The Planning and Zoning Commission Tuesday postponed taking action on the proposed amendment that would require Quinnipiac University to submit for commission approval a five-year master plan after the school indicated that passage of the amendment would jeopardize the voluntary $1.2 million payment it had agreed to give the town.
“Undoubtedly, the commissioners are aware of the yet-to-be-signed Memorandum of Understanding between the town and the Quinnipiac University,” Asst. Town Planner Dan Kops said in a memo to the commission. “The MOU calls for the university to contribute approximately $1.2 million to the town on an annual basis.
“However, the university has made it clear verbally that the agreement will not be signed off if the IMP [Institutional Master Plan] is subject to commission approval,” he said.
Before any discussion could take place, the commission Tuesday tabled the item until its Jan. 15 meeting.
Mayor Scott Jackson has “expressed strong reservations” about requiring commission approval for the master plan, Kops said.
“[Jackson] feels it is unfair to single out one large entity and not others,” he said. “But he also said that the Planning and Zoning Commission should not consider the possible loss of the university’s offer of $1.2 million, which is a financial rather than a zoning issue.”
The commission has long pushed for the university to file a master plan in order to keep the town abreast of its plans for expansion and to deal with issues such as traffic in and around its campus. In the past such a plan would be “accepted” rather than “approved.” By requiring commission approval, the plan would have to be formally presented and the public allowed input.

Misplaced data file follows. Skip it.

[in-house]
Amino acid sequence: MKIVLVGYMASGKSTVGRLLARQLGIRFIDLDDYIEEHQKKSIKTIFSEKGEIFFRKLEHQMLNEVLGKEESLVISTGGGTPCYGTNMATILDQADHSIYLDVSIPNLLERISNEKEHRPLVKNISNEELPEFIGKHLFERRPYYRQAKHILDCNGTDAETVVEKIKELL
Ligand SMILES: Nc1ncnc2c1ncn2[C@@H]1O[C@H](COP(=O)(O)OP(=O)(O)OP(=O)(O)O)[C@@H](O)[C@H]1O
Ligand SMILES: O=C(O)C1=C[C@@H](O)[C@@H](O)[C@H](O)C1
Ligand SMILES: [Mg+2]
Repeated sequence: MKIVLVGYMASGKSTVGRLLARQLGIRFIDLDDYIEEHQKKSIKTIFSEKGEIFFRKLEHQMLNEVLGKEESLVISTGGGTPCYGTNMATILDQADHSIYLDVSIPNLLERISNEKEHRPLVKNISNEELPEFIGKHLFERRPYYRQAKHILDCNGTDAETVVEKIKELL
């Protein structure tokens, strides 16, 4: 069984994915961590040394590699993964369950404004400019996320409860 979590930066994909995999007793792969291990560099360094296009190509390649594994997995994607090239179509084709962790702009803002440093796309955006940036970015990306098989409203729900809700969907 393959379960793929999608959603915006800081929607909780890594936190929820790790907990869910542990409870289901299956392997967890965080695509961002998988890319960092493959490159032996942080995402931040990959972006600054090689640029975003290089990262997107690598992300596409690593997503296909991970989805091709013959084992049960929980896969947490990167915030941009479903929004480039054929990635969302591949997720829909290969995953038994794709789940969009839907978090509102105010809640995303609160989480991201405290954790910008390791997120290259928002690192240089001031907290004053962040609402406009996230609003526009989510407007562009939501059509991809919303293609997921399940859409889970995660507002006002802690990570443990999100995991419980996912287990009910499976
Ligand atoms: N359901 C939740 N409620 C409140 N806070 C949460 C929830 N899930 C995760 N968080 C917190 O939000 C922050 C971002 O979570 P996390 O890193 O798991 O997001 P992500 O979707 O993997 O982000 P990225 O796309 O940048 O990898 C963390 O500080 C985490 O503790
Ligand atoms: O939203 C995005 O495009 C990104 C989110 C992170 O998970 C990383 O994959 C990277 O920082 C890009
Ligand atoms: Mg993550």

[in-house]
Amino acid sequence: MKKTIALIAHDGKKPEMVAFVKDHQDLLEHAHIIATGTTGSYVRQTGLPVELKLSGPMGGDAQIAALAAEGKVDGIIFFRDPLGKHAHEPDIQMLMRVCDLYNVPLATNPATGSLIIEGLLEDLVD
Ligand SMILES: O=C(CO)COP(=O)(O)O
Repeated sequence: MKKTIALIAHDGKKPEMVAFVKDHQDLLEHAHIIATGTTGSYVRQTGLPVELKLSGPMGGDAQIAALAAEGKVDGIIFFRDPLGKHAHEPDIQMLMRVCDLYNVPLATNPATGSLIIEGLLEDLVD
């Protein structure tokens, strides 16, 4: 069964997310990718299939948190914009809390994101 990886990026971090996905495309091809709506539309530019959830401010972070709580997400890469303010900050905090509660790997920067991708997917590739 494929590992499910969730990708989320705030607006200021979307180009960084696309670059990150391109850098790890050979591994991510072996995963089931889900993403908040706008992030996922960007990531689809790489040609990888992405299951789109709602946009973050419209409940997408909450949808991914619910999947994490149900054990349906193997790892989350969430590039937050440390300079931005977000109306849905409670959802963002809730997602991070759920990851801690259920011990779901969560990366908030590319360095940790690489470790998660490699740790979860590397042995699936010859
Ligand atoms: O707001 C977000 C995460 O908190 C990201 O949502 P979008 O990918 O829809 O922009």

“The IMP is to include information on the institution’s vision for the future, physical expansion plans, current and projected enrollment, student housing, housing policy, impact on the housing market, traffic impact and impact on the ridgelines,” Kops said.
“The IMP review process would make the areas of concern very clear to both the university and the public,” he said. “The Planning and Zoning Department believes that the requirement of an IMP will be a useful tool for both institutions of higher learning and the commission, guiding appropriate university growth in the future.”
Last month, the Legislative Council unexpectedly approved the Memorandum of Agreement at a special meeting. The MOA calls on the university to make a “voluntary” annual payment to the town in return for consideration of the formation of a University Zone.
The action took some by surprise because it was not widely disseminated beforehand. The payment, which is just over $1.2 million for this year, fills a $750,000 line item in the current year’s town budget that was included in anticipation of the agreement.